With the gladiatorial clashes of the Labour leadership election and the circus of the Republican and Democratic elections, the election for the Secretary General of the United Nations, has been overlooked, though it has almost as many candidates as for the Republican nomination, albeit of a generally higher calibre.
In its own way, the UN’s relevance was reflected in the other contests. It was Blair and Bush’s inability to get UN endorsement for the Iraq War that made it an act of illegal aggression, and their failure to bully Hans Blix, the UN’s inspector for Iraqi WMDs, into perjuring himself was what convinced most of the Security Council not to support Blair-Bush bellicosity.
The Labour Party putschists tended to support the war, as did Hillary Clinton and the Democratic National Committee, of course, but less so Trump – most of the Republicans tacitly or vociferously supported the war while Trump has on occasion demurred. But then both Jeremy Corbyn and Bernie Sanders are of the archaic left that sees respect for the UN and international law as bedrock principles for foreign relations rather than occasional expedient excuses.
The UN Secretary General’s race also raised other issues that appeared in both the Democratic and Labour contests. Many wish and hope that a woman will head the UN. I have to confess that my experience of the UK’s first woman prime minister, and the USA’s first female secretary of state at work ensures that I do not confuse a double-X chromosome with feminism or the milk of human kindness. Certainly, in the case of Clinton there was nothing in her personal or political treatment of other women to suggest her professed feminism was anything but a burning ambition for one woman only.
But then I noted that the gang that used to wield women-only shortlists to ensure that locally popular lefties did not become prospective Labour parliamentary candidates were happy to dispense with such formalistic feminism when the opportunity came to run a woman for Labour leader this time.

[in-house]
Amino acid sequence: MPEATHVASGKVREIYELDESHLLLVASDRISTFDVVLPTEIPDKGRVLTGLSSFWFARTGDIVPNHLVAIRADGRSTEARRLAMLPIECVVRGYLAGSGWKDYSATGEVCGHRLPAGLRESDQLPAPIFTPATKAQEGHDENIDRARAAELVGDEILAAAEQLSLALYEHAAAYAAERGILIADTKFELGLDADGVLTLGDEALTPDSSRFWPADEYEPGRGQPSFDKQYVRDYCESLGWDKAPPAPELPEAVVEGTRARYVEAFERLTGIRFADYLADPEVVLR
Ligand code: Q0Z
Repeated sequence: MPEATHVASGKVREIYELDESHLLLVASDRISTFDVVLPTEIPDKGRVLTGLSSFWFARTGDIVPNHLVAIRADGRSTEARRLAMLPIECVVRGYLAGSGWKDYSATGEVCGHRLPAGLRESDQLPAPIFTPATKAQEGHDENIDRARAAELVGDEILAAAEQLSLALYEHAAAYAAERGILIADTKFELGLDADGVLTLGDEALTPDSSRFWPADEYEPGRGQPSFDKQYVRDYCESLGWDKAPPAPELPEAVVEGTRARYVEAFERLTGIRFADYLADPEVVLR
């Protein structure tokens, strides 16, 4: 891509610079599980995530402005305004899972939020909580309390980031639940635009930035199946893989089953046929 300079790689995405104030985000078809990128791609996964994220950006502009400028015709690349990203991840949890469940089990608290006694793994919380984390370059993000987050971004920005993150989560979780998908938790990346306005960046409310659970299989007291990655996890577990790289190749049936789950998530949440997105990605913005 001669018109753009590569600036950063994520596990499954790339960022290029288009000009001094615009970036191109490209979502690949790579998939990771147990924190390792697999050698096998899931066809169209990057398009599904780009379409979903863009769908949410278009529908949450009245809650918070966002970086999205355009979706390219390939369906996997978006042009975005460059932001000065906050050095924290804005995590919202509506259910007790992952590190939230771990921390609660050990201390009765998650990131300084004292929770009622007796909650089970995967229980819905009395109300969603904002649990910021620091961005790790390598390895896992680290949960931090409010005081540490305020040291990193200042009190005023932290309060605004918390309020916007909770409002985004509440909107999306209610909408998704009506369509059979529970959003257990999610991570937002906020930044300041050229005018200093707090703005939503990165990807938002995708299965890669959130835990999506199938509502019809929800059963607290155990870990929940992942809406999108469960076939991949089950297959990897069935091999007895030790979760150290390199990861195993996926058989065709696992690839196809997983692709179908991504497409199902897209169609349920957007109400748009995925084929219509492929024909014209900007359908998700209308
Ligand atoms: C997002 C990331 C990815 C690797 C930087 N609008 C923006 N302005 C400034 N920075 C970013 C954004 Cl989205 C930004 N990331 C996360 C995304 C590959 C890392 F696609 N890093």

In the case of the UN Secretary Generalship, two separate modes of bean-counting are involved, the idea that it is Eastern Europe’s turn and that it is time for a woman. Indeed, there are three modes, if you include previous Chinese pledges not to oppose third world
candidates. If there is an insidious cancer in the UN, it is the rotation system that has built up over the years. There are calendars with rotation systems indicating decades in advance which regional group will hold which position and which country within the group will get it. That is, for example, why we have the absurdity, indeed obscenity, of a Saudi membership of the Human Rights Council and its subcommittee choosing special human rights observers and a rabid pro-Settler Israeli ambassador chairing the UN’s legal committee!
In the UN’s idiosyncratic geography, Western Europe includes Israel, New Zealand, Canada and Australia – but not Cyprus, which is in Asia! The Eastern Europe group is a Cold War hangover – most of its members are, or want to be in the EU and proximity to Moscow means that they have crossed Putin’s people in some way – or, almost as bad for getting Western votes, he might support them!
And then there is the political irrelevance of regional rotation. The Chinese insisted on a Third World candidate to replace Kurt Waldheim and so we had Pérez de Cuéllar from the Latin American and Caribbean group. I would modestly suggest that the Swedish Dag Hammarskjöld was a better representative for developing countries than he ever was.
This year, the President of the General Assembly, an annually rotating office, Danish this year, arranged very transparent hustings, with SG candidates addressing meetings of diplomats, NGOs and media to showcase their qualifications. It is a big step forward for show business, but the actual selection is still firmly by the Security Council, as if it were the PLP or the DNC that decided the leadership or Presidential candidate selection regardless of the voting among members and supporters.
The first straw poll of the Council members in July was a surprise for some pundits. Antonio Guterres, former Portuguese PM and male, emerged ahead of the field with Danilo Turk, former Slovenian President, a close second. The woman who emerged best in the debates, Christiana Figueres of Costa Rica, came way down the list, perhaps because her big thing has been Climate Change – to which the Council diplomats only pay lip service even if it is perhaps the most crucially relevant aspect of the UN for the future of the world!
To be recursive, we can perhaps applaud that neither Trump nor Clinton are in position to impose their candidate in an election which might determine whether the UN has a future worth talking about.